STATE HOUSE, BOSTON, JUNE 8, 2016…..With four bills on tap and more than 80 total amendments proposed to them, the Senate appears to have filled its plate for Thursday’s formal session.
In addition to the first major overhaul of the state’s zoning laws in more than four decades (S 2144), the Senate is expected to debate legislation seeking to reduce municipal solid waste and promote recycling, and a moratorium on hydraulic fracturing.
A Sen. Marc Pacheco bill (S 454) and Ways and Means Committee redraft (S 2308) that would require each of the state’s cities and towns to reduce their solid waste to no more than 600 pounds per capita by July 2018 and no more than 450 pounds per capita by July 2022. A similar iteration of the bill passed the Senate, but not the House, in 2014.
“The more trash we put into landfills, the more we fill up landfills quickly, the more greenhouse gases we have emitted from landfills,” Pacheco said. “It’s a never-ending cycle that we really can’t have continue. Not only is it environmentally the wrong thing to do, but also the public health aspect of it is not positive, and economically it could save cities and towns and taxpayer resources.”
According to Pacheco, 53 percent of Massachusetts communities are already in compliance with the proposed 2018 per person cap and 26 percent of municipalities already meet the 2022 requirement.
The bill mirrors the structure of the 2008 Global Warming Solutions Act, which Pacheco also sponsored. The GWSA mandates that the state must reduce greenhouse gas emissions to 25 percent below 1990 statewide levels by 2020, and 80 percent below 1990 levels by 2050.
“This is trying to set standards that communities need to move towards. It would be consistent with the overall requirements of the Global Warming Solutions Act,” Pacheco said. “Greenhouse gas emissions from landfills are a significant part of our greenhouse gas emissions problem.”
Among the 14 amendments filed to Pacheco’s bill is a Sen. Jason Lewis proposal to scrap Pacheco’s per capita standards and replace them with language directing the Department of Environmental Protection to “develop standards, designed to decrease over time, on a per capita or per household basis, that serve the goal of reducing the quantity of solid waste produced in the commonwealth.”
Lewis, who co-sponsored Pacheco’s original bill, also filed an amendment to allow DEP to enforce bans on recyclable or toxic materials being disposed of like other solid waste, which could help prevent those materials from being counted against the per person standards.
One recurring target for amendment is the section of the bill that would require municipalities to annually report to DEP the total weight of solid waste disposed of each year.
Sen. John Keenan filed an amendment that would exempt any municipality that “demonstrates a deficiency in the state appropriation required” to comply with the reporting requirement, and Sen. Patrick O’Connor has proposed scrapping the reporting requirement all together.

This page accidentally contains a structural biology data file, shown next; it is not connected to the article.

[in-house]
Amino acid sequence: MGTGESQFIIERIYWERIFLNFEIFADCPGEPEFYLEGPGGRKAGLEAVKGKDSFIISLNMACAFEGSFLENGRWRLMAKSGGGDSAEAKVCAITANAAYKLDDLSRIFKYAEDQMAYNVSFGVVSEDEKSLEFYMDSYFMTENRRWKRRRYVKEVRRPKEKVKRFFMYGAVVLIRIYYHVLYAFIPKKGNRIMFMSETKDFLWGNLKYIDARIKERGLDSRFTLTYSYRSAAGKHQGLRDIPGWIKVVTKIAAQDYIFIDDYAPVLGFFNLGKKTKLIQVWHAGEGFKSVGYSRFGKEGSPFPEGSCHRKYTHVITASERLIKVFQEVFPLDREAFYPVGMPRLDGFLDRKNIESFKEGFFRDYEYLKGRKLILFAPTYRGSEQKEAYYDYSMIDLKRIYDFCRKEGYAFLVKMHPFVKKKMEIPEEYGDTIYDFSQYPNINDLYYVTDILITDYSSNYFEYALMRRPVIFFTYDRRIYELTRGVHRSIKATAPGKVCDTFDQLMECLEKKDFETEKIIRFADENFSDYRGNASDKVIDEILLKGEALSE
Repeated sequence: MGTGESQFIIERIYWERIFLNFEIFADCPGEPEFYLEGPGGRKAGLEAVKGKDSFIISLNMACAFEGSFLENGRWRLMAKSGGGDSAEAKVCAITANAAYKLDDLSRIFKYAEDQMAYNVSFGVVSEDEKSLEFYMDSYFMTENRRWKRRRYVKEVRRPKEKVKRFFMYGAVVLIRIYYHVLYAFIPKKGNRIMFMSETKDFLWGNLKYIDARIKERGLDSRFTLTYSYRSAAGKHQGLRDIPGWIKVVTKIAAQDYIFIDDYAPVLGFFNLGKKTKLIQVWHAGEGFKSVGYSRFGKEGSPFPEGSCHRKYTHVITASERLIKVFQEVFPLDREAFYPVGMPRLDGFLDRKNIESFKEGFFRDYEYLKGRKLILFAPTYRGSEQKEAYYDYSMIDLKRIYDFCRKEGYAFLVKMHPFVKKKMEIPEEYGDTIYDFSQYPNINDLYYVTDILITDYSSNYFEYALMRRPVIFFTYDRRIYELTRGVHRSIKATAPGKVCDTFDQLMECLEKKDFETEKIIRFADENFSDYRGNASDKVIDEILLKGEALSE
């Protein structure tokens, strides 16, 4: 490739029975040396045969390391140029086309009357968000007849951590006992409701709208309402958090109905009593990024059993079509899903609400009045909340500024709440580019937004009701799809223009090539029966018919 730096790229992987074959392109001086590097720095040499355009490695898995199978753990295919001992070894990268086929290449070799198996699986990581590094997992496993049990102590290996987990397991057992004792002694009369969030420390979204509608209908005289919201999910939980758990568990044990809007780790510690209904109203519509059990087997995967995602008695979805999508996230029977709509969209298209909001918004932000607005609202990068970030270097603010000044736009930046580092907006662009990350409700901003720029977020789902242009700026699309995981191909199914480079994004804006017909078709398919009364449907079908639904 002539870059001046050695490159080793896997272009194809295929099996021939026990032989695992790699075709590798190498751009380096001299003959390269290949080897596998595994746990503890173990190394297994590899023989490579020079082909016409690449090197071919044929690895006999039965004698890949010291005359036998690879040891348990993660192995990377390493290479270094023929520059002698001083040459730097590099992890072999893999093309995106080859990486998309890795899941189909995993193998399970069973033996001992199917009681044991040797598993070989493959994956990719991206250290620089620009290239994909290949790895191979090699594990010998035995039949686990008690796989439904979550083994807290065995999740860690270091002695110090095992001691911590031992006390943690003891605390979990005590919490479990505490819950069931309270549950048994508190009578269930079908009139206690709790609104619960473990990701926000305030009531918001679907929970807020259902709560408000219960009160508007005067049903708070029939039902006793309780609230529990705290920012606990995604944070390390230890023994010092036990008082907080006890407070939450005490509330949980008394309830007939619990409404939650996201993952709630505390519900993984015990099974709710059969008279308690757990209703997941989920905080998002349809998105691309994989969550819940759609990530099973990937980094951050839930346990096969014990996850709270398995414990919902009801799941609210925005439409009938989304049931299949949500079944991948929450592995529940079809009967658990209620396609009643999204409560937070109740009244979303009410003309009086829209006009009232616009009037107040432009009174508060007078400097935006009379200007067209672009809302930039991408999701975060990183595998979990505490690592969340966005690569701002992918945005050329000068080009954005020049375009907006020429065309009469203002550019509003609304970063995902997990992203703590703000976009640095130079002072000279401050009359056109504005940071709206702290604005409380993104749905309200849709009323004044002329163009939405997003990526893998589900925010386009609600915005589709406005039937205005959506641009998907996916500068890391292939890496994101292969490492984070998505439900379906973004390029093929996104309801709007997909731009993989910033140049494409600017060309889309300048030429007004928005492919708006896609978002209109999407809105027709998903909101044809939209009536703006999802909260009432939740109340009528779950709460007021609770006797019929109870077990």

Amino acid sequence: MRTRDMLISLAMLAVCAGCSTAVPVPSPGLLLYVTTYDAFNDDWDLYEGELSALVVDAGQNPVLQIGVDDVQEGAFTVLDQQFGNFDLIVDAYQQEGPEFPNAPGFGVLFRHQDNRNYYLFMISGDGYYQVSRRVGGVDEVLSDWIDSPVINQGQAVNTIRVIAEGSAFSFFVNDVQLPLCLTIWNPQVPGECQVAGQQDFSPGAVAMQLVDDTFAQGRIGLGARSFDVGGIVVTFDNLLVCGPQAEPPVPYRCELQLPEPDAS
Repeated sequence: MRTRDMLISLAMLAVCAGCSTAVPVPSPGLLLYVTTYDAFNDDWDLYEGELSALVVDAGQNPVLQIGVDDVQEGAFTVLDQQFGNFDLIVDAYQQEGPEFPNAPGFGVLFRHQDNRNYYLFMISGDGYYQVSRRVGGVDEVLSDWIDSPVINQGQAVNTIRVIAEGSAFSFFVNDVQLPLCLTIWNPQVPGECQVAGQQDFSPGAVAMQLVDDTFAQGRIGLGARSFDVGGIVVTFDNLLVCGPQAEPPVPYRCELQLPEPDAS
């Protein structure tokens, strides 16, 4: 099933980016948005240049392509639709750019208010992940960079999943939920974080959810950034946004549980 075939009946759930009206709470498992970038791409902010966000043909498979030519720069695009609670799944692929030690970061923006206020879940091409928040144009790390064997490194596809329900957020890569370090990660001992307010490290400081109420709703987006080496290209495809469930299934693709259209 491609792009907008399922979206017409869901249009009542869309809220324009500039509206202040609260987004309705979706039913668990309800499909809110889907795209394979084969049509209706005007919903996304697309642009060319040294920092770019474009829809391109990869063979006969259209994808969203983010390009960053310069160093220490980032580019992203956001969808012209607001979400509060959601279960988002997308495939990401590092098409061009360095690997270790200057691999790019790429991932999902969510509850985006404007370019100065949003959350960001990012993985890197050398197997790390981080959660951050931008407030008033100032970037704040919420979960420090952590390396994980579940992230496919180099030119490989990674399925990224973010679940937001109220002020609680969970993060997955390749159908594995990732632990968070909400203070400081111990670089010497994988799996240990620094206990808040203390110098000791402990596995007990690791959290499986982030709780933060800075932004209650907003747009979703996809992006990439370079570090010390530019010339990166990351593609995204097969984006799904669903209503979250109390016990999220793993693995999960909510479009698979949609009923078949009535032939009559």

Sen. Anne Gobi, who represents several rural towns in north central Massachusetts, has filed an amendment that would exempt from the solid waste reduction standards any municipality that does not operate trash and recycling collection.
And Sen. Jamie Eldridge has proposed requiring all privately-contracted waste disposal or trash hauling companies to provide recycling collection for their customers.
The Senate has also prepared to debate a Gobi bill (S 1653) that would require all state facilities with more than 50 employees to implement recycling programs for a selected list of materials — including lead batteries, metal and glass containers, single-polymer plastics, paper, yard waste, tires, fluorescent lamps, cathode ray tubes and construction material — and file annual reports on the amount of waste generated and recycled.
Tarr filed the only two amendments to that bill, one of which calls for carpets to be included in the list of materials that must be included and the other of which would require the annual reports to include information on the cost of running the recycling program.
Also teed up for consideration is legislation calling for a 10-year ban on hydraulic fracturing, often referred to as fracking, in Massachusetts.
The fracking moratorium would run from Jan. 1, 2017 to Dec. 31, 2026 and would ban hydraulic fracturing — the pumping of fluid into the ground to extract oil or gas from the resulting fractures — and the collecting, storage, treatment or disposal of hydraulic fracturing fluid waste byproducts in Massachusetts, according to a bill summary. The fluid would be categorized as a pollutant, and the Division of Water Pollution Control would be given the authority to enforce the moratorium.
Sen. O’Connor of Weymouth filed the only three amendments to the fracking ban bill, each one concerning natural gas compression stations.
O’Connor, who is also president of the Weymouth Town Council, opposes the plan of Houston-based Spectra Energy to build a 7,700-horsepower natural gas compressor station in Weymouth.
The bill, also sponsored by Pacheco, comes after other attempts to ban fracking in Massachusetts have failed.
Copyright 2016 State House News Service